Given that it is the end of January, this is also the end of the official prediction season. In this last 2008 prediction post I will cover SOA as we see it in the market.
The challenge of determining if how much SOA is actually happening is the fact that it’s very hard to define it. As anything that IBM leads the way in defining, it is a complex beast involving business process and definition of web service byte structure in one package making it impossible to follow.
In a recent investor talk, Larry Ellison mentioned a slow and long penetration for SOA. The view from the user side is quite different.
To answer the questions simply, SOA is happening big time! While it might not be with the exact service structure, anyone writing a new application today is going to architect it around separate and interchangeable logical modules that communicate through web services. It doesn’t get any more SOA than that.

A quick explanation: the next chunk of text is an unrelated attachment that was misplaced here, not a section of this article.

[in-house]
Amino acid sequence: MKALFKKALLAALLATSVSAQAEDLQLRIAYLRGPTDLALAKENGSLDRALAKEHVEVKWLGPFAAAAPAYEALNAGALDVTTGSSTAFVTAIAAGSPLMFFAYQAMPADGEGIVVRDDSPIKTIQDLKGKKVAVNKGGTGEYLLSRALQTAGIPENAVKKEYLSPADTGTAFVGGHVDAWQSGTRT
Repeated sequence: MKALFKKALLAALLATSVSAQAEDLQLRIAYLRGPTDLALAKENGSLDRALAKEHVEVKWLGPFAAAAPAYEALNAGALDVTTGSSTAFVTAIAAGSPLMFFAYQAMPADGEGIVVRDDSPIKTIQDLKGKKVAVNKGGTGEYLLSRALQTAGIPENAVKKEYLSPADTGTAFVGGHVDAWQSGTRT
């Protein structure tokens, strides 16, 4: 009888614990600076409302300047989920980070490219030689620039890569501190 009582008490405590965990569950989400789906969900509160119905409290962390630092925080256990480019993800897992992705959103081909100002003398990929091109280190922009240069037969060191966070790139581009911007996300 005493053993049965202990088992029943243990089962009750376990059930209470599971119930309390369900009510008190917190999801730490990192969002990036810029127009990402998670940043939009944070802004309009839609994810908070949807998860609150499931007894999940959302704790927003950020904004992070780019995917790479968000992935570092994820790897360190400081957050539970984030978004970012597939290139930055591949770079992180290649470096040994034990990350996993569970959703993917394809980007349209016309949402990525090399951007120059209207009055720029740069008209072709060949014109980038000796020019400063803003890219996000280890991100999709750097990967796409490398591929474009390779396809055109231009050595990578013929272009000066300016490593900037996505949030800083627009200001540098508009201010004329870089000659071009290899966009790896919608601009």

What is driving this architectural change? As with all successful technology evolutions – the business. The business puts tremendous pressure on developers to come up with new features faster and cheaper. No other architecture today can match the “copy – paste” approach offered by composite applications connecting through web services. It is the de-facto standard.
The challenges facing SOA are probably now is moving from development and QA and into production and infrastructure. The dynamics involved in an constantly changing environment where some part of code is changing somewhere all the time are such that it is best described by one word “Chaos”. One developer could shake his winds on one side of the data center and by the time it gets to the business service relaying on that service on the other side, that service goes down all together.
For SOA to move to the next step, we need SOI (Service Oriented Infrastructure) which the equivalent of the checks and balances placed in any open and dynamic system.
SOI is aware of the application state and dependencies and is able to assure that not every user and service are treated equally as they are not created equal either.
The business is the reason for SOA and the business context is the missing link to make SOA a viable platform (meaning affordable) in production.